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|What “Efficiency Testing” Means in Boilers|
|Written by D. R. Wulfinghoff|
|Wednesday, 09 June 2010 09:13|
Page 1 of 5
What “Efficiency Testing” Means in BoilersEfficiency is defined as the ratio of the useful output energy produced by a system to the raw energy input into the system. In principle, it is possible to test the overall efficiency of a boiler plant. You could do this by measuring the energy content of the steam or hot water that is exported by the boiler plant and the total quantity of energy that is input to the boiler plant, including fuel for the boilers and other energy for the auxiliary equipment.
In actual boiler plants, such a comprehensive test is impractical. Measuring steam or hot water energy with reasonable accuracy, say within one percent, is possible only under laboratory conditions. Field measurements of flow are vulnerable to error, even if they are done by expensive consultants. Measuring input energy is also subject to error. You would have to analyze the energy content of your fuels, make corrections for ambient conditions, and create very stable test conditions. This is not possible under realistic conditions.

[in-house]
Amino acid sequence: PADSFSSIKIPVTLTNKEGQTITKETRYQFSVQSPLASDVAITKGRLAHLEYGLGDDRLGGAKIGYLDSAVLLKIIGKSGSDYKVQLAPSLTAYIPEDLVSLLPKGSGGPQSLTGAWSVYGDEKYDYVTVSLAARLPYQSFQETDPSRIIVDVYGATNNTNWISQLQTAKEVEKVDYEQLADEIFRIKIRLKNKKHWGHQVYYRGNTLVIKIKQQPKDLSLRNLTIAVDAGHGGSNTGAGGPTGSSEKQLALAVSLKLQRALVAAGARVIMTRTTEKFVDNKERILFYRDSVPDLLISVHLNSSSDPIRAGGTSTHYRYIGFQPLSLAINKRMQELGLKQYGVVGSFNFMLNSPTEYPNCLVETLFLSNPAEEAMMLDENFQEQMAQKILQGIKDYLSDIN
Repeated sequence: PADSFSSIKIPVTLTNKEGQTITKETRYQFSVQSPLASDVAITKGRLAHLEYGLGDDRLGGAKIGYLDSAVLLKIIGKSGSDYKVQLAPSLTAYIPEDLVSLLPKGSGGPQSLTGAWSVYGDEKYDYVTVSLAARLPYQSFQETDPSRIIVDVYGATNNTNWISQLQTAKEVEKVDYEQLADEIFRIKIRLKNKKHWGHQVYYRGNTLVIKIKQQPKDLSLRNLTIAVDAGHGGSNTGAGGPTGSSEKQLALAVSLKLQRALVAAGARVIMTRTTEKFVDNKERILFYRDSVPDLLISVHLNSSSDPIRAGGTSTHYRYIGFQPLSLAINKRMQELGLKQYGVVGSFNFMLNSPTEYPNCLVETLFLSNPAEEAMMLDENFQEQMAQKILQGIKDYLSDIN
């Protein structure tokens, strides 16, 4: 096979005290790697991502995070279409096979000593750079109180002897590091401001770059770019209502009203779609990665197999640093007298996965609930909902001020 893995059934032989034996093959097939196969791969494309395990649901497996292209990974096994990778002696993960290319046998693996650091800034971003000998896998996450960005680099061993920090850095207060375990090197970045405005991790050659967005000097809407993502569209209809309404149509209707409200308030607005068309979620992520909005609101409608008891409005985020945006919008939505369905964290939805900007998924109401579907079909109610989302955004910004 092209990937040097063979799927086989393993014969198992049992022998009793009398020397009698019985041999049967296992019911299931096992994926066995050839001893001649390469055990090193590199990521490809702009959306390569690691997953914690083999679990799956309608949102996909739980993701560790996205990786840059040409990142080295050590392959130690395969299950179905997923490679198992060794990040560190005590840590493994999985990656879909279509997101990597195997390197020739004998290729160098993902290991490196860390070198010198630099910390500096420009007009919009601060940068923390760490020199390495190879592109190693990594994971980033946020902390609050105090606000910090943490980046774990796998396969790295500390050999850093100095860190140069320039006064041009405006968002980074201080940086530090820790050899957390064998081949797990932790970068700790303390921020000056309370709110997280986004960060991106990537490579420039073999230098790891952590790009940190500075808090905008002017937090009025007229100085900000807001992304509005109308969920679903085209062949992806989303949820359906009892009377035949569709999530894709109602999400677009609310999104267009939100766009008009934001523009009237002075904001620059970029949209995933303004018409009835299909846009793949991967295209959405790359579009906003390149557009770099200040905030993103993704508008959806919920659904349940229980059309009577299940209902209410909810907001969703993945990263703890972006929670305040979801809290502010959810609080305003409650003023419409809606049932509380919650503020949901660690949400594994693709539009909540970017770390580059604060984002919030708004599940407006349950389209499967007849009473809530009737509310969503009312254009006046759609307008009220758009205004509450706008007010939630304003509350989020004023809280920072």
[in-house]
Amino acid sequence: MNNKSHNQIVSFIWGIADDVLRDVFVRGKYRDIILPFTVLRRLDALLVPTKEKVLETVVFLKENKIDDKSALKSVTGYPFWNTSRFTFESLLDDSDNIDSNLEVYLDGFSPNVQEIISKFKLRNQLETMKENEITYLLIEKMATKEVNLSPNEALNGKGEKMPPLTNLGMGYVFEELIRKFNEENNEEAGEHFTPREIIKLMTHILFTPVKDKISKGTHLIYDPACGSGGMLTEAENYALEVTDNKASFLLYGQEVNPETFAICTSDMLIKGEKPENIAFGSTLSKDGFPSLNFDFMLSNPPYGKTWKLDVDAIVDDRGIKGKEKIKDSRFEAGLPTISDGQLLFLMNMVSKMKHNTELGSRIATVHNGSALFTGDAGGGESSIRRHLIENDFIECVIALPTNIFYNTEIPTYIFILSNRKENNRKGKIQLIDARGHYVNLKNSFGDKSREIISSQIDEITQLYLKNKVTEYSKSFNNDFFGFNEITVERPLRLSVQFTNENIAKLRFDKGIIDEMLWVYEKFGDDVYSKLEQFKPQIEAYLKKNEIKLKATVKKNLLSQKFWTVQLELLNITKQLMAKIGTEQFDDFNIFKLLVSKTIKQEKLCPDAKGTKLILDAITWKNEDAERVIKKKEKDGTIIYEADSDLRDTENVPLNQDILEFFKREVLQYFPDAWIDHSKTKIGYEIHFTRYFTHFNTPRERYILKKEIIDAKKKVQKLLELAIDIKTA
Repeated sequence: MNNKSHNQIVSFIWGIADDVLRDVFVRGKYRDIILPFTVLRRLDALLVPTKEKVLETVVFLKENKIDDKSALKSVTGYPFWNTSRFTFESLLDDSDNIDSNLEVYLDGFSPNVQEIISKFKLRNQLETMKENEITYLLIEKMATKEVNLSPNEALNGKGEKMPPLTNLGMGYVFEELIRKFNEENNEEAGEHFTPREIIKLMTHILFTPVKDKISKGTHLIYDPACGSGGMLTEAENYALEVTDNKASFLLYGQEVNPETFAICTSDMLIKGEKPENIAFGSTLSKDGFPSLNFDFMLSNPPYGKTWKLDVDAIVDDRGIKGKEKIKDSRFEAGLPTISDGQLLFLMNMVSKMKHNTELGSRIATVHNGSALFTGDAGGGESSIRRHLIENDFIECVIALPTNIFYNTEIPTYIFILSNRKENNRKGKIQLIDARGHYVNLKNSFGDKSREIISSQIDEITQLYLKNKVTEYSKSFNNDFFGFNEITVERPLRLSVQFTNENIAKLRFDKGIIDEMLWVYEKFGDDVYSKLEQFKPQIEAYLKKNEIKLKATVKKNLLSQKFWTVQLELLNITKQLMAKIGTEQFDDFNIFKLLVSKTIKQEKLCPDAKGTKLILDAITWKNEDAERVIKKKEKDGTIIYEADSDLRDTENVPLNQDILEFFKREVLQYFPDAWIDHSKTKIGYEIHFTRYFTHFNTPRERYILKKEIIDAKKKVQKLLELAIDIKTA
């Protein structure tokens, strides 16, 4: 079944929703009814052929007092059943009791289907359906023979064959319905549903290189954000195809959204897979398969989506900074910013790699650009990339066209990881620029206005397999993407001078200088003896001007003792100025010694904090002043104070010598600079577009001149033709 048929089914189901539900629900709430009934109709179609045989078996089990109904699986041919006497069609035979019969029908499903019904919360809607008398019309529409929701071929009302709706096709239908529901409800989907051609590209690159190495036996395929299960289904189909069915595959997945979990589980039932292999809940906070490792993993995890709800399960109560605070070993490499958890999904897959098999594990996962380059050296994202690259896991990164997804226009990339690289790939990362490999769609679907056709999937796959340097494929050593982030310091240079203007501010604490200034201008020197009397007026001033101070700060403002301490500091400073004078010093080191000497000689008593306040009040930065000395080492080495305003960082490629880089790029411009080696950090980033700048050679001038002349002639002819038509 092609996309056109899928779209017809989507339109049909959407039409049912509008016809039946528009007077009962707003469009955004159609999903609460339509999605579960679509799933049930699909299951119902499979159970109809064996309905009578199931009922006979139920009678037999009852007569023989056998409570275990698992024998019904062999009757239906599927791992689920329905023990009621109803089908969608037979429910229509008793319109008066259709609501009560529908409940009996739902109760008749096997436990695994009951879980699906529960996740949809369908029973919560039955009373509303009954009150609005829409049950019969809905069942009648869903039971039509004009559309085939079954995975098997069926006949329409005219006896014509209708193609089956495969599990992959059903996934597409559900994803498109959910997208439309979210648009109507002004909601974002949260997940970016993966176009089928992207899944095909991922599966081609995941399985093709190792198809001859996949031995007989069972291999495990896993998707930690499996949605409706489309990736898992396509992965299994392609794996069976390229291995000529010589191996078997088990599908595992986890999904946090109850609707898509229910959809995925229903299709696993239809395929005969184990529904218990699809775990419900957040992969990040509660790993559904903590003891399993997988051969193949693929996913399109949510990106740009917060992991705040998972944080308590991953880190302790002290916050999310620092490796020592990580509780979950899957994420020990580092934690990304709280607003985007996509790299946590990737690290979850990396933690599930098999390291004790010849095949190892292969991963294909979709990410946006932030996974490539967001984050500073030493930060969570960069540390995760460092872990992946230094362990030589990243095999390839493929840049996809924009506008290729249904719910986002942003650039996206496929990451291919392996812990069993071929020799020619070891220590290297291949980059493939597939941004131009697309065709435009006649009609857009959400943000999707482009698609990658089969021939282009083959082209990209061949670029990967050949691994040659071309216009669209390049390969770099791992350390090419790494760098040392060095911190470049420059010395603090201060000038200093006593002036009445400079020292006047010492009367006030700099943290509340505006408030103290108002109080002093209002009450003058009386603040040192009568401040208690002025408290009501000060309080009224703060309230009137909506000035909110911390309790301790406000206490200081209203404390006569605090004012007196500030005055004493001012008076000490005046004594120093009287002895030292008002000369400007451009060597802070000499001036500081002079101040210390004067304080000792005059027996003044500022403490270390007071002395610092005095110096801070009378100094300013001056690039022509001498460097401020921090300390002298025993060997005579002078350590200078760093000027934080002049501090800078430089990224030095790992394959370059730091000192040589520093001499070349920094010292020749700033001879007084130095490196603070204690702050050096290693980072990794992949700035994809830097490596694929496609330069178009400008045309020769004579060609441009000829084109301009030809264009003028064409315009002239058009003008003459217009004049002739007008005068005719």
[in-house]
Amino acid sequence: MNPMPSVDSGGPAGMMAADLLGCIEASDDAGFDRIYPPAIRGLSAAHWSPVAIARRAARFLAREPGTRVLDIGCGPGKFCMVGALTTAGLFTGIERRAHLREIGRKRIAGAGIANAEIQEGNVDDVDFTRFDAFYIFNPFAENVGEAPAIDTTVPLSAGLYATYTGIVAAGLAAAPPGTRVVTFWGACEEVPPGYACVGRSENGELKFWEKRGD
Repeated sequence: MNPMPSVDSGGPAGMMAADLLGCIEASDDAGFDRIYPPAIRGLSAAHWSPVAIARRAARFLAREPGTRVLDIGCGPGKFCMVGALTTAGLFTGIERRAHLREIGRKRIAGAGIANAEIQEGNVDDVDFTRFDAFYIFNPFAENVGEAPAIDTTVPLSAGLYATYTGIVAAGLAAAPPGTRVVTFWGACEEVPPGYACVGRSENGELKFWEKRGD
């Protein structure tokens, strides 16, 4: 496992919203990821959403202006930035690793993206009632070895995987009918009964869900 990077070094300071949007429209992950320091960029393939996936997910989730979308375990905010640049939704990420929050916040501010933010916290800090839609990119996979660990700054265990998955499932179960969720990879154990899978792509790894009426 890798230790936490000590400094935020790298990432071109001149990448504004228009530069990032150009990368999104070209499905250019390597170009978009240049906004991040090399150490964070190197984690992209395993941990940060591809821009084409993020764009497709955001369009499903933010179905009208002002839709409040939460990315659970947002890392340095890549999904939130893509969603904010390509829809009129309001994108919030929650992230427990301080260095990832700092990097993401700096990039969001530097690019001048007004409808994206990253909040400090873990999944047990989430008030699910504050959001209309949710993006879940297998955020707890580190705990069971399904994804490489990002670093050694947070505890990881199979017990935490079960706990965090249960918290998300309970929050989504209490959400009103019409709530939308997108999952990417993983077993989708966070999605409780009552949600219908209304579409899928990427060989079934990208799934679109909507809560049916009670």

Fortunately, you don’t need to measure the total efficiency of a boiler plant if your objective is to tune up the plant’s efficiency, rather than running a testing laboratory. You can use an easy procedure, called a “combustion efficiency” test, to measure the aspects of boiler efficiency that cause most losses in normal operation. The “combustion efficiency” test determines how completely the fuel is burned, and how effectively the heat of the combustion products is transferred to the steam or water.
The efficiency of the other boiler plant components, such as pumps, fans, and motors, tends to remain constant, so you don’t need to test their efficiency on a continuing basis.
Limitations of the Combustion Efficiency Test
The combustion efficiency test is your primary tool for monitoring boiler efficiency. You can achieve accuracy in the range of one percent of efficiency if you do the testing carefully and use equipment of good quality. However, be sure that you understand what the test is telling you. The combustion efficiency test does not account for:
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